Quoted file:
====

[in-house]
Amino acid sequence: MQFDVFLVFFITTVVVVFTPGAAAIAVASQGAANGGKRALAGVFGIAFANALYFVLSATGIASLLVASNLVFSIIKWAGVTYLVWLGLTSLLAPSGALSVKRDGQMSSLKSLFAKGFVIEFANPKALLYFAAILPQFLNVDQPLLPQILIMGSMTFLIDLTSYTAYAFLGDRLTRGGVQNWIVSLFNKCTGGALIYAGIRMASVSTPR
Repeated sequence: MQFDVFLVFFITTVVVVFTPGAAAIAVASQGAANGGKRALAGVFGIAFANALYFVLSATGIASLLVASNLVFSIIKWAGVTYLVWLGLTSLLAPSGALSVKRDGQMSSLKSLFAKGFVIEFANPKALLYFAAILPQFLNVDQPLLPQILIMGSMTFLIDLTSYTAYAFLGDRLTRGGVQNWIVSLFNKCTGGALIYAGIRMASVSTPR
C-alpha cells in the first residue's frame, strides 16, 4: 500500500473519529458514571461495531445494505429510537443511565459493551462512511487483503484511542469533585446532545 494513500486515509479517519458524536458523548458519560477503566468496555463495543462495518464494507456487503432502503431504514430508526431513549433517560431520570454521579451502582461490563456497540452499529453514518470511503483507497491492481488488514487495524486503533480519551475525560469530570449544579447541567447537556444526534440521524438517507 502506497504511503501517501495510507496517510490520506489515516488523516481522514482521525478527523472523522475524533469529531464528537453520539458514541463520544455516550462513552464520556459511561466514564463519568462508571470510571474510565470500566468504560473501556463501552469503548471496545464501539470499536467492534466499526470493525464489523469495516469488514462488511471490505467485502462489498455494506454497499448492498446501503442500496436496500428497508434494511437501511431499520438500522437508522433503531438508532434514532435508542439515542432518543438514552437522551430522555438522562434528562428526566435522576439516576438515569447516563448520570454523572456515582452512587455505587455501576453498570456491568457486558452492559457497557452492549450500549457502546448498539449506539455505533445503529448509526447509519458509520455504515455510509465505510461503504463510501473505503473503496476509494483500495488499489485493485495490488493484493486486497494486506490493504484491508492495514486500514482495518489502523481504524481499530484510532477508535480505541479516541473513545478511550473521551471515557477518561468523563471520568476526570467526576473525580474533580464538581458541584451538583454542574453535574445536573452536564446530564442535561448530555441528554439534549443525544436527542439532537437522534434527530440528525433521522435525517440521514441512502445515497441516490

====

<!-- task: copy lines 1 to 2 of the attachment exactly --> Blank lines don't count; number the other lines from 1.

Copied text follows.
[in-house]
Amino acid sequence: MQFDVFLVFFITTVVVVFTPGAAAIAVASQGAANGGKRALAGVFGIAFANALYFVLSATGIASLLVASNLVFSIIKWAGVTYLVWLGLTSLLAPSGALSVKRDGQMSSLKSLFAKGFVIEFANPKALLYFAAILPQFLNVDQPLLPQILIMGSMTFLIDLTSYTAYAFLGDRLTRGGVQNWIVSLFNKCTGGALIYAGIRMASVSTPR